Leche Flan


Crème caramel, caramel custard, caramel flan and leche flan is the same dish eaten throughout the world. It is a custard dessert with a layer of soft caramel on top, as opposed to crème brûlée, which is a custard with a hard caramel top. The sugar syrup is cooked to caramel stage and poured into the mold before adding the custard base. It is usually cooked in a bain-marie on a stove top or in the oven in a water bath. It is turned and served with the caramel sauce on top.

In the Philippines, leche flan, literally means milk flan — it is a heavier version of the Spanish flan made with condensed milk and more egg yolks. Leche flan is usually steamed over an open flame or stove top, although rarely it can also be seen baked. Leche Flan is a staple dessert in Filipino feasts.

We all have encountered problems making leche flan, sometimes it is too bubbly, too soft, too firm, too expensive, along with many other issues. Imitation leche flan also exists, it is thickened with gelatin rather than eggs.

Here are some tips to help you address the following issues and make a successful leche flan.

1.) Bubbly
– this is a common problem since you have to mix the custard very well, but mixing forms bubbles, so just strain the custard using a fine strainer 3 times
– when you pour the custard into the mold, pour it close to the bottom of the mold so it will not create a waterfall effect or more bubbles
– don’t steam it, it is better to bake it in the oven using a bain-marie, the temperature is controlled, and the mixture will not over heat and create bubbles (using a bain-marie makes better custards guaranteed)

2.) Too Soft
– though I like my leche flan to be soft, I don’t like it too soft, this happens when your leche flan is undercooked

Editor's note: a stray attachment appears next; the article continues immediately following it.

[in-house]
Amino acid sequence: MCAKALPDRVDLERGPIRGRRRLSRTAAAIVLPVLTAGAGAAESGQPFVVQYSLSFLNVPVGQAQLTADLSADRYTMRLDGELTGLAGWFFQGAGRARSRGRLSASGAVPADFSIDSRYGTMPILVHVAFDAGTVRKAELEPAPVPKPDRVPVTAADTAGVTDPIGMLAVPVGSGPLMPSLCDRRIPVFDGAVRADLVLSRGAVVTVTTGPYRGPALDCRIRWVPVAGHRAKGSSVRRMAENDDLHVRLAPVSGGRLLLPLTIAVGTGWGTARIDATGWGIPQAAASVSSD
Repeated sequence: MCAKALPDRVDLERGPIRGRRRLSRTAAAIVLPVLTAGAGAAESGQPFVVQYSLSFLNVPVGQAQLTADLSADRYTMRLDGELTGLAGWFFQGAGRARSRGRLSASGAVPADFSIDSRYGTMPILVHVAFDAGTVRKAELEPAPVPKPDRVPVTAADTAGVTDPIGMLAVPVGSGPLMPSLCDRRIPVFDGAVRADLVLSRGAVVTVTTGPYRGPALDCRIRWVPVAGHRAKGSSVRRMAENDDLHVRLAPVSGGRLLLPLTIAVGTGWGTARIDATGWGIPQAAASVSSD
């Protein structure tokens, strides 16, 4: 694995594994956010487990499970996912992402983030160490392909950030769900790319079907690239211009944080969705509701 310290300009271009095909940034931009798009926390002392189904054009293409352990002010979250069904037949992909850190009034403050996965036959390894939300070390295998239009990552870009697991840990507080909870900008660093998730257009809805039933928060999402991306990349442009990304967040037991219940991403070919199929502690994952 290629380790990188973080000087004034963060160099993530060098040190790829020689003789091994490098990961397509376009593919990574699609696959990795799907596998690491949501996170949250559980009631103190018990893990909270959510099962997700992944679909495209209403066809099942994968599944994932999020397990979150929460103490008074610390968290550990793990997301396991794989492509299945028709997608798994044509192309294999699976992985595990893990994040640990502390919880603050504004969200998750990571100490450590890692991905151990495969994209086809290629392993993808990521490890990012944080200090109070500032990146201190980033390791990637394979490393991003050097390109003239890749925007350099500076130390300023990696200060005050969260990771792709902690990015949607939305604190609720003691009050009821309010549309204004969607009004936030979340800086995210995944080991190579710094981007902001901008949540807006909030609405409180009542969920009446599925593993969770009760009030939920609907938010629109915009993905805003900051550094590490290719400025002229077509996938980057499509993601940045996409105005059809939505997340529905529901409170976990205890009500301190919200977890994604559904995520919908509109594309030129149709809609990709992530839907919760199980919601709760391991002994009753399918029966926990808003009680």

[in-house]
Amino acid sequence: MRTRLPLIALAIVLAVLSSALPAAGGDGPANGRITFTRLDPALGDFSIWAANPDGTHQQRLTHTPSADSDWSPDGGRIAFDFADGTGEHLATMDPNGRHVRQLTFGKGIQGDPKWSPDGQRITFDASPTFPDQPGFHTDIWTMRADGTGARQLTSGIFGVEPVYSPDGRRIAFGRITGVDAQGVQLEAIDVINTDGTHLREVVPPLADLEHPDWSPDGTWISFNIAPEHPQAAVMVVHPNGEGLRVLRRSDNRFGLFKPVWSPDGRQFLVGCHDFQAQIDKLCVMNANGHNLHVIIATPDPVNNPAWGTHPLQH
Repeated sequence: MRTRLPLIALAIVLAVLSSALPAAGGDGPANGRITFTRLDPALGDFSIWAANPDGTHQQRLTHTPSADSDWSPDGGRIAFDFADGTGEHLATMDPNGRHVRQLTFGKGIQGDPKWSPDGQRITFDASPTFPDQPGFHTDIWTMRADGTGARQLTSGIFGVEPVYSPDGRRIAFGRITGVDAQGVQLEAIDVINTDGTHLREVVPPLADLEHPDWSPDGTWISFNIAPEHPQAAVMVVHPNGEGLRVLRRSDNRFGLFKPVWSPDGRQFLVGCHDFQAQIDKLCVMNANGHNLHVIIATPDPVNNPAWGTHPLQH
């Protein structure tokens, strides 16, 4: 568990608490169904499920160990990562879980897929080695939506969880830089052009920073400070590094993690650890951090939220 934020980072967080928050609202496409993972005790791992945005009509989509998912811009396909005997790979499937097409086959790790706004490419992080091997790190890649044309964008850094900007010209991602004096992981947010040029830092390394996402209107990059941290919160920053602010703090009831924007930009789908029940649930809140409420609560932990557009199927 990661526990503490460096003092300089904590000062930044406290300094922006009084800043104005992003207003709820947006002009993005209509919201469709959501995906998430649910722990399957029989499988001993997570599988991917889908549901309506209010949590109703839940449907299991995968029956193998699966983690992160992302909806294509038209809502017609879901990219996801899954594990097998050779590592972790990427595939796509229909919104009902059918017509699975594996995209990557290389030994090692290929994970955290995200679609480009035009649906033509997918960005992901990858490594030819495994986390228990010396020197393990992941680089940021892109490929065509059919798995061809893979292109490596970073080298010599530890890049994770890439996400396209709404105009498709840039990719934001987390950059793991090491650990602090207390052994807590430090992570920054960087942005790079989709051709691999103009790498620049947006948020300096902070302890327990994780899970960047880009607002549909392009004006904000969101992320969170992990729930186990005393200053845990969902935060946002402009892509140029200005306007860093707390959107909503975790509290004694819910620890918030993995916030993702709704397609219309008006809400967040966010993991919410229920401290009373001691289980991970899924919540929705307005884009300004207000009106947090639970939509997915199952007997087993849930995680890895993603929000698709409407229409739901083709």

– too soft also happens when you lack eggs and milk solids, the more milk solids/premium your milk is, the more dense your leche flan will be

3.) Too firm
– check your flan in the oven, remove it once it starts to set in the middle, it should still be a little jiggly, it will continue cooking when you take it out of the oven
– if you remove your leche flan in the oven when it is fully set, it will be too firm when it cools
– check your mold, small molds take a shorter amount of time to cook, while bigger molds take a lot longer


Here’s our tried and tested Leche Flan recipe using Angel Condensed Milk and Angel Evaporated Filled Milk

Leche Flan


3/4 cup sugar
1-410 ml Angel Evaporated Filled Milk
7 eggyolks
2 whole eggs
1 can Angel Condensed Milk
1/4 teaspoon grated dayap rind


Preheat oven to 350F.
Pour the sugar into two llaneras then heat oven medium flame until it caramelizes. Set aside.
In a bowl mix together the rest of the ingredients. Strain twice. Then pour into the llaneras. Cover with aluminum foil.
Cook in a bain-marie* for 45 minutes or until firm.

*Also called water bath, this is a method of cooking where a pan or container of food is placed in a shallow pan with hot water then placed to bake in an oven or on a stove.

March 2011

2 thoughts on “Leche Flan

  1. my leche flan is always TOO SOFT. . .

    i always make 12 egg yolks with 2 cans each of condensed and evaporated milk . . . .

    i steamed it (we don’t have oven) for 1 hour and 30 min.

    what’s wrong with my procedure?? @_@

    my caramel is perfect (i guess)
    it has the right color and it is juicy (should it really be juicy??) . . .

    my father says it is too sweet. . . .

    do you think is should make it less sweeter?


    • Hi Bryce! I think your father is right, just by your recipe, there is so much sweetness going on. The caramel is sweet, evaporated milk is sweet and 2 cans of condensed milk is just a sugar overload. For your 12 egg yolks, try using 1 can of condensed milk and 1 can evaporated milk, this could also solve the problem of your leche flan being too soft. The amount of eggs is more than what I usually do, but this will just make your leche flan extra rich, if that’s ok with you. Steam it for 1 hour and then refrigerate for at least 4 hours or overnight to let it rest.
      I happen to like lots of caramel in my leche flan, so I think there is nothing wrong with the juicyness of your caramel. But before you pour the custard mixture into the llanera, your caramel should be hard, it becomes “juicy” while steaming/baking.
      Good luck and let me know if you were successful.


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